Here, I build on the topic of superconducting cable in the Grid (see my previous post, “Superpower’s 2-G Superconducting Cable Slated For Grid Installation”). While there are currently short superconducting lengths being tested in the Grid, there is a forward-looking concept, called the SuperGrid, which also deserves note. The SuperGrid capitalizes on the confluence of liquefied, cryogenic hydrogen as an energy carrier and superconducting cable, which requires very low temperature to operate.
Attributed to Chauncey Starr of the Electric Power Research Institute (EPRI), the SuperGrid is envisioned to be a liquid-hydrogen-cooled, national-scale, hybrid energy pipeline containing superconducting cables for power transmission. This arrangement would enable large amounts of electricity to be transferred across the length of the country with nearly zero line loss. In addition to providing the enabling cooling for emergence of superconducting properties in the cable, the cryogenic hydrogen would double as a chemical energy storage and transport medium, like a next-generation oil pipeline. The term “hydricity” has been proposed to describe the parallel transport of energy as electricity and hydrogen.
A comprehensive article on the SuperGrid entitled “A Power Grid for the Hydrogen Economy” was published in the July 2006 edition of Scientific American. As highlighted in this article, hydricity transportation across weather boundaries and time zones would allow power plants throughout the nation to meet the peak electricity needs of distant cities. When demand drops after dark on the East Coast, New York’s power generation capacity could be applied to mitigate mid-day brown outs in Los Angles. Inconstant and off-peak generation from renewables like solar, wind, and waves could also be stored and transported as hydrogen, enhancing the competitive potential of these green power sources.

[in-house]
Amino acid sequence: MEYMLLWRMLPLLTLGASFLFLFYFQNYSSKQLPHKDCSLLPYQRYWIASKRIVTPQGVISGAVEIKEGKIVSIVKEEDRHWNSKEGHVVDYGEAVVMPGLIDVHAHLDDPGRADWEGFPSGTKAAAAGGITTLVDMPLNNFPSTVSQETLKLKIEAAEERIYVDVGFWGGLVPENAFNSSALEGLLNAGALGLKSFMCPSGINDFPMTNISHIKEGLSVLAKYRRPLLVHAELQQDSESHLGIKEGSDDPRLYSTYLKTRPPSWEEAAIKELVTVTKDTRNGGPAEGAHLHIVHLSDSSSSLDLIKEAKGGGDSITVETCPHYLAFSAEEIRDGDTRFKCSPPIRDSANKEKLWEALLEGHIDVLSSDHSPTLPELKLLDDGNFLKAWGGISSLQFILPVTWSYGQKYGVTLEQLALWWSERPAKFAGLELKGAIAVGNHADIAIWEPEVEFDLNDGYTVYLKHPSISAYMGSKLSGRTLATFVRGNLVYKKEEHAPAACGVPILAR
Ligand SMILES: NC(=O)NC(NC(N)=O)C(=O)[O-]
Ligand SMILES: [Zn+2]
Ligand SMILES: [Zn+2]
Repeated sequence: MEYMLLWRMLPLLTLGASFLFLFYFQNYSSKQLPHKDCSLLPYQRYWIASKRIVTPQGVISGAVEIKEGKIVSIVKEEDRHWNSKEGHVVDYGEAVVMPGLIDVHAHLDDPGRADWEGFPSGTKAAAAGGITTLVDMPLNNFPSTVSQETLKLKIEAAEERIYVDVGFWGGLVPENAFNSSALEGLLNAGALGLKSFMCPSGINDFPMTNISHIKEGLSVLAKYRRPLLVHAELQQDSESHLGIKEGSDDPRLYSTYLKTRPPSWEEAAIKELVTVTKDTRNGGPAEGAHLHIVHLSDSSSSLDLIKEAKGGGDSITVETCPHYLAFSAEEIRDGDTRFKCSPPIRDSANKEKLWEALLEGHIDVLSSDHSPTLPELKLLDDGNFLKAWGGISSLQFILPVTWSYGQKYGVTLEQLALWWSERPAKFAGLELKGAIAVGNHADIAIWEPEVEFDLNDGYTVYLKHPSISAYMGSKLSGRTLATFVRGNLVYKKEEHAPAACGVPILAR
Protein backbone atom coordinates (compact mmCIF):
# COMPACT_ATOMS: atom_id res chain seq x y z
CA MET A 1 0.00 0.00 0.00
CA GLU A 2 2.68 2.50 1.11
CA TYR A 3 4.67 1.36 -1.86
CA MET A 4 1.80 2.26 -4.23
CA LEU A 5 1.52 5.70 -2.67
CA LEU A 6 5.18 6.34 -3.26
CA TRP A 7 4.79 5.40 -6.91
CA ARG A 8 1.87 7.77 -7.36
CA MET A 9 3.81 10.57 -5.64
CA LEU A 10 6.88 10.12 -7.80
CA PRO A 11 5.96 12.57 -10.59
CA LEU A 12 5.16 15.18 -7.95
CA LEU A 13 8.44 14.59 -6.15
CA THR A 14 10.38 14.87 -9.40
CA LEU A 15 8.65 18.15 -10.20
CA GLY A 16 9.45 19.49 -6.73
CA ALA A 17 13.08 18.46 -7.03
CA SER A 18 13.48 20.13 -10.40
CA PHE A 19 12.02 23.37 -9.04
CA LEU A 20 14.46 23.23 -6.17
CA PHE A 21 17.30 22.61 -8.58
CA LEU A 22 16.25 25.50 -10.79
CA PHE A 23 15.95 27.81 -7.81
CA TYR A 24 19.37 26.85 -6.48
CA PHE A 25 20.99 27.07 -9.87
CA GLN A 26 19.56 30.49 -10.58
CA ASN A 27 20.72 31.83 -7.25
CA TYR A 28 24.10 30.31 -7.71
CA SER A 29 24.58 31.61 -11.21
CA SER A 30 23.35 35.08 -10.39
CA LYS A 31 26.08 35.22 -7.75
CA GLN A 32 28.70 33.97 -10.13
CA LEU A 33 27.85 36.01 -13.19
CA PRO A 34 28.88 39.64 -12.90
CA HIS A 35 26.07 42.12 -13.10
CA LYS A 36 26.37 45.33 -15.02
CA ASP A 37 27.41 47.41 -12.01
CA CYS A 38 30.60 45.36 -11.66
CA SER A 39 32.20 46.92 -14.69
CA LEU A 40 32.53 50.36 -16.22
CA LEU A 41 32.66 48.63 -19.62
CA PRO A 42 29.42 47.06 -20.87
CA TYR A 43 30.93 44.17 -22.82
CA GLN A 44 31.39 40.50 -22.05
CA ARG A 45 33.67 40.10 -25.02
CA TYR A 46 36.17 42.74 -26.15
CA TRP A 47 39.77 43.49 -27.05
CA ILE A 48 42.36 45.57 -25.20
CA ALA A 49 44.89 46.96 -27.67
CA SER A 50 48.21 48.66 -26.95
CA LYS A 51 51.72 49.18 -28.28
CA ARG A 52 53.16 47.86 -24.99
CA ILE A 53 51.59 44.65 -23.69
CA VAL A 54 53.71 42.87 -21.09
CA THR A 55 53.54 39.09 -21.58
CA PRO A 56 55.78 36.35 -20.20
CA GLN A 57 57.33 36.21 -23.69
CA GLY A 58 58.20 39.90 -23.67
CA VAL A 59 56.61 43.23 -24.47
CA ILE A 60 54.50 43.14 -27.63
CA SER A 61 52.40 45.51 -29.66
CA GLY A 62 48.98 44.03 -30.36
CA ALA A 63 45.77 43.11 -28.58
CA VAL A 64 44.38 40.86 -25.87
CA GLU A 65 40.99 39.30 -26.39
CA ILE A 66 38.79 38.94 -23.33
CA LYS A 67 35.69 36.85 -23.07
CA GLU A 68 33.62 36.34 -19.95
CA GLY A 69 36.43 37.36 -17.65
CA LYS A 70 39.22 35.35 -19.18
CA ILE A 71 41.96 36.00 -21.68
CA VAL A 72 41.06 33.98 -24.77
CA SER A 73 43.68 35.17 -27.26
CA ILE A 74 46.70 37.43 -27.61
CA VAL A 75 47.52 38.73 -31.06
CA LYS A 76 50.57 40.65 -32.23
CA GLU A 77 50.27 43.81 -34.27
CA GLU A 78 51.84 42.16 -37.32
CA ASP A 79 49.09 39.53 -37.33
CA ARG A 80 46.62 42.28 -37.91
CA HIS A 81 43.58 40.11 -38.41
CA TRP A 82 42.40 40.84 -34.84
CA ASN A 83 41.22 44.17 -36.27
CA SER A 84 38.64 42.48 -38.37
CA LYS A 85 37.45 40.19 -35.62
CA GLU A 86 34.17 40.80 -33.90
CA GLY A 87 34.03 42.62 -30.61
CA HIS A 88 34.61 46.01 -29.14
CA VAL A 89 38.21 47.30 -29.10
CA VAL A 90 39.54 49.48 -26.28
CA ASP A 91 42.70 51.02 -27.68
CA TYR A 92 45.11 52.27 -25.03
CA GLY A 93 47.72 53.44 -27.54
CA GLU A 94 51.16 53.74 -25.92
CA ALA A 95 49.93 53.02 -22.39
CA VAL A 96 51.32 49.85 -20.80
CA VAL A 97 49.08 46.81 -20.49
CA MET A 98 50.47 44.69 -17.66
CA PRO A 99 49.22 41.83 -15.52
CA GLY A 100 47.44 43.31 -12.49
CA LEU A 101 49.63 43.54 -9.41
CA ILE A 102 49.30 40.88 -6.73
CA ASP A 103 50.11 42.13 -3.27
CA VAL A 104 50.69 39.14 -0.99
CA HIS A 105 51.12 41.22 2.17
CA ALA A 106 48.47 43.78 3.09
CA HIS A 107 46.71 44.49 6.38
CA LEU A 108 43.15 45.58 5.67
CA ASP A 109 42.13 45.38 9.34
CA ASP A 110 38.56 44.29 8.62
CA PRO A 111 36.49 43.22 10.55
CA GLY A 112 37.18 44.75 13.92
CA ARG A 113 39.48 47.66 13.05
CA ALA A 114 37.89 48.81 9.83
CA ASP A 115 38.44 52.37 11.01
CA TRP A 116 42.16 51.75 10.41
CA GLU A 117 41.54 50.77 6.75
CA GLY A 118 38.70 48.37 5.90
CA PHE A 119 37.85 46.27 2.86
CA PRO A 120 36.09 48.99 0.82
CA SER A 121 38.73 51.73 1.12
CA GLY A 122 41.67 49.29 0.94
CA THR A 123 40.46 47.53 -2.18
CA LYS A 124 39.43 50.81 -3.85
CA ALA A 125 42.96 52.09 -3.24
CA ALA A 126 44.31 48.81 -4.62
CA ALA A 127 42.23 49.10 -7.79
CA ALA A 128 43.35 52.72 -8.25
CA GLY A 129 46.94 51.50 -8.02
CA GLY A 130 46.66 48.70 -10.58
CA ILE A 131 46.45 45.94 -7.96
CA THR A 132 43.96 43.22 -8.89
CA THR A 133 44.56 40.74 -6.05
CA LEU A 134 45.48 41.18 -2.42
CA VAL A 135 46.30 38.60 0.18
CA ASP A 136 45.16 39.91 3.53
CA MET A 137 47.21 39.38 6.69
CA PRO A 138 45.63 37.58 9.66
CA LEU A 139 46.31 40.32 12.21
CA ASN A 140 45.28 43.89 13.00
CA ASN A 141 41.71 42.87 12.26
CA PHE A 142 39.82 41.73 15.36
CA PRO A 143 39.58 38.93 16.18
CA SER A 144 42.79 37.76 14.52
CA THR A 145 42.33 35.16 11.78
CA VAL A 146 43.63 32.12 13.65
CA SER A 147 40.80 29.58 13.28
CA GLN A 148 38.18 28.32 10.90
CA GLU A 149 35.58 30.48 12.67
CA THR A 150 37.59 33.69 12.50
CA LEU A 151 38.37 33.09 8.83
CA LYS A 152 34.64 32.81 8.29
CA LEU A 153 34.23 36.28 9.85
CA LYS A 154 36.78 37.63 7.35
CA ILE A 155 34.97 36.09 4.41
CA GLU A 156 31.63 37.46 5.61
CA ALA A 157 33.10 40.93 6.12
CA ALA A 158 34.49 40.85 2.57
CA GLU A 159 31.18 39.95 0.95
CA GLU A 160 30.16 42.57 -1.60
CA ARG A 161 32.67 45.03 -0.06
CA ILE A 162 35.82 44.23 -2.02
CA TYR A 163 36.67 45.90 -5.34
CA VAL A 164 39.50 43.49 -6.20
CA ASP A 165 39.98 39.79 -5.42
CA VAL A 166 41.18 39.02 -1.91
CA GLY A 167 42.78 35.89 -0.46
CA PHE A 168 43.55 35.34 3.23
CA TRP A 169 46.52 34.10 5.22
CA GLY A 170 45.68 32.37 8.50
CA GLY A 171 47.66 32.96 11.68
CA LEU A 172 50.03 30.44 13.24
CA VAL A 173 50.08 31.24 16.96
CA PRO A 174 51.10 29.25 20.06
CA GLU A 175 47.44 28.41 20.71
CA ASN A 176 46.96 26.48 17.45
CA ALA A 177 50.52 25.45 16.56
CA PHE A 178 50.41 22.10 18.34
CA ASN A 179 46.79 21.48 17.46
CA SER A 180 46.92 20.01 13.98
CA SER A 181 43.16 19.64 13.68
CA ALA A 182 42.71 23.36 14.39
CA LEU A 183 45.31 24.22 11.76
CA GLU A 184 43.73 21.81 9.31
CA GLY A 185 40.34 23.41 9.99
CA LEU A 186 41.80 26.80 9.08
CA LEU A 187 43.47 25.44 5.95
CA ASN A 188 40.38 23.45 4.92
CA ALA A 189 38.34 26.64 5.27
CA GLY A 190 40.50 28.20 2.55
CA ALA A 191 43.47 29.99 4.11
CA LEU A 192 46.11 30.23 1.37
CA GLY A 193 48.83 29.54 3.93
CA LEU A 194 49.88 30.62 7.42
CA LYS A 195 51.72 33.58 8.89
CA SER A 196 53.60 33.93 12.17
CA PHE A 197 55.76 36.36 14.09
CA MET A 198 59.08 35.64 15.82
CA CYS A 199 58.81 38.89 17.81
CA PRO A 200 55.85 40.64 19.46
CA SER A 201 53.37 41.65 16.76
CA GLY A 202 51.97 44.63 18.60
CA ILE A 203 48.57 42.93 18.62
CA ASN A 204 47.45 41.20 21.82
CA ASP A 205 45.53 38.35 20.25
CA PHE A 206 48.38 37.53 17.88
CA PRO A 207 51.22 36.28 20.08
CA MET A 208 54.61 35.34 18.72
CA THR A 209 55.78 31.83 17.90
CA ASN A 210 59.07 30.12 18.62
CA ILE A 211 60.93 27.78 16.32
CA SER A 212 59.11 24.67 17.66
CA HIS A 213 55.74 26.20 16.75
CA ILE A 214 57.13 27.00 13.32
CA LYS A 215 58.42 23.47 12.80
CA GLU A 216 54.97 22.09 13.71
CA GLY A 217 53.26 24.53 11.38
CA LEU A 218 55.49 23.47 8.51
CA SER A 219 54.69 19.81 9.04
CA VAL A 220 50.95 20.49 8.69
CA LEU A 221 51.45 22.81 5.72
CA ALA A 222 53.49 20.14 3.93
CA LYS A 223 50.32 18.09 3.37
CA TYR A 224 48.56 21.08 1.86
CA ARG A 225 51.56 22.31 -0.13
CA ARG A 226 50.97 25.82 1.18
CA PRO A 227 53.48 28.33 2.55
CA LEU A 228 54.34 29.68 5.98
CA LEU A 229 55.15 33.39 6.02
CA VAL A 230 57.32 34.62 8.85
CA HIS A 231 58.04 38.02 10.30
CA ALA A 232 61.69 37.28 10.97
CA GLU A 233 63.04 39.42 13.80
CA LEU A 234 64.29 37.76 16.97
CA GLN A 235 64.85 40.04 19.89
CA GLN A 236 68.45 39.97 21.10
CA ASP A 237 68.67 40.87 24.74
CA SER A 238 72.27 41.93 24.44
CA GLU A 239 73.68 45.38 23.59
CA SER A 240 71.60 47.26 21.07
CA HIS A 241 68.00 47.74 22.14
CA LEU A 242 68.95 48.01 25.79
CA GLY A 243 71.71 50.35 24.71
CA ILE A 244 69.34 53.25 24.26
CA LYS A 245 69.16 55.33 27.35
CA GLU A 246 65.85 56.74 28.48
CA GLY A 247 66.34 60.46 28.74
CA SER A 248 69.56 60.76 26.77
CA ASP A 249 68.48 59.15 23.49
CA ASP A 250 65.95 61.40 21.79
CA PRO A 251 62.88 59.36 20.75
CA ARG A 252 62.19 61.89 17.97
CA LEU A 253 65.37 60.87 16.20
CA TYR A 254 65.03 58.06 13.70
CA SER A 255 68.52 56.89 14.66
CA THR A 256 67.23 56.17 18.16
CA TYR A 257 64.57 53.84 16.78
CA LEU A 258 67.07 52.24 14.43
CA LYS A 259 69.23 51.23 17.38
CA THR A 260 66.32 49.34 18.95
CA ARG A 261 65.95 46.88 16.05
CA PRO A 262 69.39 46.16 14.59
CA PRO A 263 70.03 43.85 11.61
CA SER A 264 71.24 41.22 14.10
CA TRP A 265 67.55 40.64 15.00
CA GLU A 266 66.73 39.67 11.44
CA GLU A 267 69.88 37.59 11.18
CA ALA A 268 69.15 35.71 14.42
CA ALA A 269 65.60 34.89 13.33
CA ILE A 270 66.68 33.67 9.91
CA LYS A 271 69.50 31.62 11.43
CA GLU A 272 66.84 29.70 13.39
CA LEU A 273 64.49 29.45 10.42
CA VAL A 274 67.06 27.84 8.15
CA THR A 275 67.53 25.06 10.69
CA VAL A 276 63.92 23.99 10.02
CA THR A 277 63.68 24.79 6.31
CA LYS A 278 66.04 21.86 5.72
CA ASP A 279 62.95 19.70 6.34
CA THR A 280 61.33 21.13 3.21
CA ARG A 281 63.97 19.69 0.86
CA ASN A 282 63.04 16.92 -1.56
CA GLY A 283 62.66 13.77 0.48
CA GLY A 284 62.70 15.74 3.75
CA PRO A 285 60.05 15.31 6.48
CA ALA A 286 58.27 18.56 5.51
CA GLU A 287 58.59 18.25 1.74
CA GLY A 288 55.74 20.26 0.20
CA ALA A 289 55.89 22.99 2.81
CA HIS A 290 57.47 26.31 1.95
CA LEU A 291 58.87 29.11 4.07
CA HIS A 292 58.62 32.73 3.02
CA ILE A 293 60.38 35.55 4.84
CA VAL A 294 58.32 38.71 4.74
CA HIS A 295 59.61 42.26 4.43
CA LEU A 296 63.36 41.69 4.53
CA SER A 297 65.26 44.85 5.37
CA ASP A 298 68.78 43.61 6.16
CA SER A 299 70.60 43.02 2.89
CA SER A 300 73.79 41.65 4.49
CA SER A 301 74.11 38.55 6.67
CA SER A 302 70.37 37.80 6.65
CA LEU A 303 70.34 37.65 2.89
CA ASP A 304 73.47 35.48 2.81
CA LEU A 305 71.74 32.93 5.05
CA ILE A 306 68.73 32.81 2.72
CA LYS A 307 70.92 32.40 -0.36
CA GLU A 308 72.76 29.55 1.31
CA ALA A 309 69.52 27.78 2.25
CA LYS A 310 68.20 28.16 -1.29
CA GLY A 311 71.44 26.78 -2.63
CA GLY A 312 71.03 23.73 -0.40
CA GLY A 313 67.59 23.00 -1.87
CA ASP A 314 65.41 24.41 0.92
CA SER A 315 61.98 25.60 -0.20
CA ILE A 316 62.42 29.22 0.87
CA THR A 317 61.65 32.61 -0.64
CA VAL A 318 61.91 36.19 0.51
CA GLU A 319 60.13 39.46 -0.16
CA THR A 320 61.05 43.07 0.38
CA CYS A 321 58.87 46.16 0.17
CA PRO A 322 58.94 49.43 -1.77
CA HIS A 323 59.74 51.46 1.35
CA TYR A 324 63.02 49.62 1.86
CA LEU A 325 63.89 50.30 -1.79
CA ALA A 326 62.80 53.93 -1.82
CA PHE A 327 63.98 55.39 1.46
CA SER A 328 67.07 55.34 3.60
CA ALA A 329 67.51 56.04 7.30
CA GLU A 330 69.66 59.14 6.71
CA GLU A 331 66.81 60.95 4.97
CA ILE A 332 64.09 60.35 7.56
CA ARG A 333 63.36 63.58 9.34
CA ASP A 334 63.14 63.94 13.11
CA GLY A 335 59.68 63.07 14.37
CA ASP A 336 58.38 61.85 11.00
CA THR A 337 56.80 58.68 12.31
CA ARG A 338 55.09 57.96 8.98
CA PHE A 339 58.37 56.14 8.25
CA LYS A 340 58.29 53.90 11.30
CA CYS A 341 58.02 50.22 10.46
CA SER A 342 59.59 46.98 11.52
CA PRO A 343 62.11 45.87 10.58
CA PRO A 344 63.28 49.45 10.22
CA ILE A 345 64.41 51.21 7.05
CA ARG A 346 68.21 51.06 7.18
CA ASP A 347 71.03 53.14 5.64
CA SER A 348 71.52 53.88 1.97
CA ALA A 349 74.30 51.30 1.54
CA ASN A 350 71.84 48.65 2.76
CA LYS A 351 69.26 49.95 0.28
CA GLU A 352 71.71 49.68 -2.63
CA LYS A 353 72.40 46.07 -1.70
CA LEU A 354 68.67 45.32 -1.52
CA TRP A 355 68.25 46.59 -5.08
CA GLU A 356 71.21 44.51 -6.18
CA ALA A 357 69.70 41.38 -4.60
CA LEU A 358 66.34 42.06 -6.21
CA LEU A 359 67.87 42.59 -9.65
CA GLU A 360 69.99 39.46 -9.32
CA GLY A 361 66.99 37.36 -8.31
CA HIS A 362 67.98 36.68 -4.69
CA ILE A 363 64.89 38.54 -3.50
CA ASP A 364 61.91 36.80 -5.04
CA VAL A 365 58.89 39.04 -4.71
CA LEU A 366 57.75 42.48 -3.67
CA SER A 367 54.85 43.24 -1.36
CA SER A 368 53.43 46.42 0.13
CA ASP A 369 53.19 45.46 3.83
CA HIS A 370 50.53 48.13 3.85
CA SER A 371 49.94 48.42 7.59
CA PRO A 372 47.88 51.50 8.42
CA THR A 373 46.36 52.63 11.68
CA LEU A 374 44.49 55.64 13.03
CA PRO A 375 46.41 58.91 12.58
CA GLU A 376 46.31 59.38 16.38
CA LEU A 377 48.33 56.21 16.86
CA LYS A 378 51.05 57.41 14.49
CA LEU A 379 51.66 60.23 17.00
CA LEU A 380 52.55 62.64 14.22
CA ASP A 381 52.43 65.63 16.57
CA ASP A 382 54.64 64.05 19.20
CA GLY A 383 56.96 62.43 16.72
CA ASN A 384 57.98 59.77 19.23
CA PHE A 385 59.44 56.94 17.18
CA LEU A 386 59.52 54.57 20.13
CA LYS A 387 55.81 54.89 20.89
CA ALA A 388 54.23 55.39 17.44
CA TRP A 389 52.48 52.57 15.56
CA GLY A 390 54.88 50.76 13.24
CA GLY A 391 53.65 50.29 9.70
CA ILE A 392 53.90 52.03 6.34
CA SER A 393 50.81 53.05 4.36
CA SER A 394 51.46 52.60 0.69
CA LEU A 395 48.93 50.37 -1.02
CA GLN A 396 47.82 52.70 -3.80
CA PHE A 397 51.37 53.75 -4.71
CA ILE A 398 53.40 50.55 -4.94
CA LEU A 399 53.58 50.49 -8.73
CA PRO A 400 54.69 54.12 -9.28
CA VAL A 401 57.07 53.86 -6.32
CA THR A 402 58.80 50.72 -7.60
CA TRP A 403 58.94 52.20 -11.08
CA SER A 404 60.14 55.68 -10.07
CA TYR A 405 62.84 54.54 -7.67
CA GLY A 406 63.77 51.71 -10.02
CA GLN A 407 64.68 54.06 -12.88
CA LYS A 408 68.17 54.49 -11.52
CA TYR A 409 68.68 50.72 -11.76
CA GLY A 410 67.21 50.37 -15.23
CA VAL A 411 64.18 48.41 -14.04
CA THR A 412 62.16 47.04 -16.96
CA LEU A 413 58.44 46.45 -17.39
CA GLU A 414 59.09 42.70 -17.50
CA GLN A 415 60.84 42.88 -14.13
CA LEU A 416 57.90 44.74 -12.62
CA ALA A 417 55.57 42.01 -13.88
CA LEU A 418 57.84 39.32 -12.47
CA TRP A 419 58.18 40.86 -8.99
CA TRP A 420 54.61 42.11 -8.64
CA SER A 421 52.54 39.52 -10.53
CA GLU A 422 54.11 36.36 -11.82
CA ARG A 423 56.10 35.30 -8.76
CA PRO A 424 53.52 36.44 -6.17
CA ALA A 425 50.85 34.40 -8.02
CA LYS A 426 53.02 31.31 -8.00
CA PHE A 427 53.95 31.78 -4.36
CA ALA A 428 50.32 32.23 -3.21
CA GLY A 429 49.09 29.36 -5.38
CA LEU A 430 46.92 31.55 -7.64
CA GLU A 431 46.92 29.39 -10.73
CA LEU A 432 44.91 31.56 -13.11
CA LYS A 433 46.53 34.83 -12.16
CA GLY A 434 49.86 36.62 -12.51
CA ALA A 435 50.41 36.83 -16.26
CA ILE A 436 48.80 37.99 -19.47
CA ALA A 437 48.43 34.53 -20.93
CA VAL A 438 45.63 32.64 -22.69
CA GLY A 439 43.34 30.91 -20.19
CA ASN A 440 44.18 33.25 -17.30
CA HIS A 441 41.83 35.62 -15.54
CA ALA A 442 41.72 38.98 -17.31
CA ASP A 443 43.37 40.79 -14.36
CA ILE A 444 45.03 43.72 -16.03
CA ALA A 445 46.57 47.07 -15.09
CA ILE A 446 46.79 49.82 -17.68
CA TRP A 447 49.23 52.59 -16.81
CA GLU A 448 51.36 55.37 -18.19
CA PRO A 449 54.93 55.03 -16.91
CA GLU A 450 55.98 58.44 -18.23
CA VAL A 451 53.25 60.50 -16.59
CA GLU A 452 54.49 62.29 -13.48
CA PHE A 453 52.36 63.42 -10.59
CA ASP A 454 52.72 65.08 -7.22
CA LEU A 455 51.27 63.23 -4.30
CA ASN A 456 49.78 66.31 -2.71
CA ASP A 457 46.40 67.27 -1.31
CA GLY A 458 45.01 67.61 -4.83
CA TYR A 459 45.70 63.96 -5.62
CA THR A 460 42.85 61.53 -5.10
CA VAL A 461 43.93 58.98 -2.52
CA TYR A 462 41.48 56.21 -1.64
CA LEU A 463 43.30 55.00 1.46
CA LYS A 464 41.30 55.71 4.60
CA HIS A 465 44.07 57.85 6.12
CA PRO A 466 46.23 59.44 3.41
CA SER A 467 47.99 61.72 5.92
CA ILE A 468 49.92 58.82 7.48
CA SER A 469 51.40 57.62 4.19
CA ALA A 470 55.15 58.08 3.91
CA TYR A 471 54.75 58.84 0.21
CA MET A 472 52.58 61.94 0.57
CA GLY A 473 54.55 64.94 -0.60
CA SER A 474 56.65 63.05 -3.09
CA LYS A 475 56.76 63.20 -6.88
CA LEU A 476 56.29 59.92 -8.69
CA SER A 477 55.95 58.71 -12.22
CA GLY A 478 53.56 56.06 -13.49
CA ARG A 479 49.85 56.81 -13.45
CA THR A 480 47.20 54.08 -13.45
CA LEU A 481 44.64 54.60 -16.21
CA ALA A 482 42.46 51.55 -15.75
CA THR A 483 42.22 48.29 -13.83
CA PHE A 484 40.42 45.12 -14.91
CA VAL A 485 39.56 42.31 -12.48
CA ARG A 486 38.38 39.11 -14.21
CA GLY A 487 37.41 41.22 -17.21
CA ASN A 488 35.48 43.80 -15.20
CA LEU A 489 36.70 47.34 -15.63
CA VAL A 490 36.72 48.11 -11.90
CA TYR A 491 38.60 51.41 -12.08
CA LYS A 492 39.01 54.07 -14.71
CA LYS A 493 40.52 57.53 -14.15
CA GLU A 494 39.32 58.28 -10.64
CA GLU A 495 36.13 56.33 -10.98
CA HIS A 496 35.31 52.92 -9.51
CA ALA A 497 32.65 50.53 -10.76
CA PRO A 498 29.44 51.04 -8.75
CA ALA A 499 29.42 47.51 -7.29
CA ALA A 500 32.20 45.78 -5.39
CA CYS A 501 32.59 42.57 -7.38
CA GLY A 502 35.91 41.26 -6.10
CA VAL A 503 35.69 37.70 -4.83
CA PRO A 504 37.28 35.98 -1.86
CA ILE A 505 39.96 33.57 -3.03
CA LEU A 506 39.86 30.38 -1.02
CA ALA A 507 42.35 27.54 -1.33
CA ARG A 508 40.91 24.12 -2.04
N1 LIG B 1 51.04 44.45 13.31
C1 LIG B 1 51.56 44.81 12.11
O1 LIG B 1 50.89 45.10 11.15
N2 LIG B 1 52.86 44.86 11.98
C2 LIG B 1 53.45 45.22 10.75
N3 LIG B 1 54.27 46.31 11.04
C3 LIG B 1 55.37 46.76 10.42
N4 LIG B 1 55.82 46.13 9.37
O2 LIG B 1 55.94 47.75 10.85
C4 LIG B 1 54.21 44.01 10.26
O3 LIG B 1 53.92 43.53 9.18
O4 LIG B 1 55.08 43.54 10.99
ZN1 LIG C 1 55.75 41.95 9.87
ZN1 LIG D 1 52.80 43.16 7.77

The engineers and inventors of the post WWII period turned their attention to advancements in electronics, communication, and entertainment. Breakthrough inventions range from LEGOs and computer gaming to the integrated circuit and Ethernet -- a range of advancements that have little in common except they changed our lives.
Neil Fromer is the executive director of the Resnick Institute, a program for energy and sustainability at the California Institute of Technology, working to develop new ideas and research technologies related to providing a sustainable future. He spoke to us about the severity of the current drought in California and how solar energy can help prevent such situations in the future.
From home enthusiasts to workers on the manufacturing floor, everyone's imagination is captured by the potential of 3D printing. Prototyping, spare parts creation, art delivery, human organ creation, and even mass product production are all being targeted as current and potential uses for the technology.
Focus on Fundamentals consists of 45-minute on-line classes that cover a host of technologies. You learn without leaving the comfort of your desk. All classes are taught by subject-matter experts and all are archived. So if you can't attend live, attend at your convenience.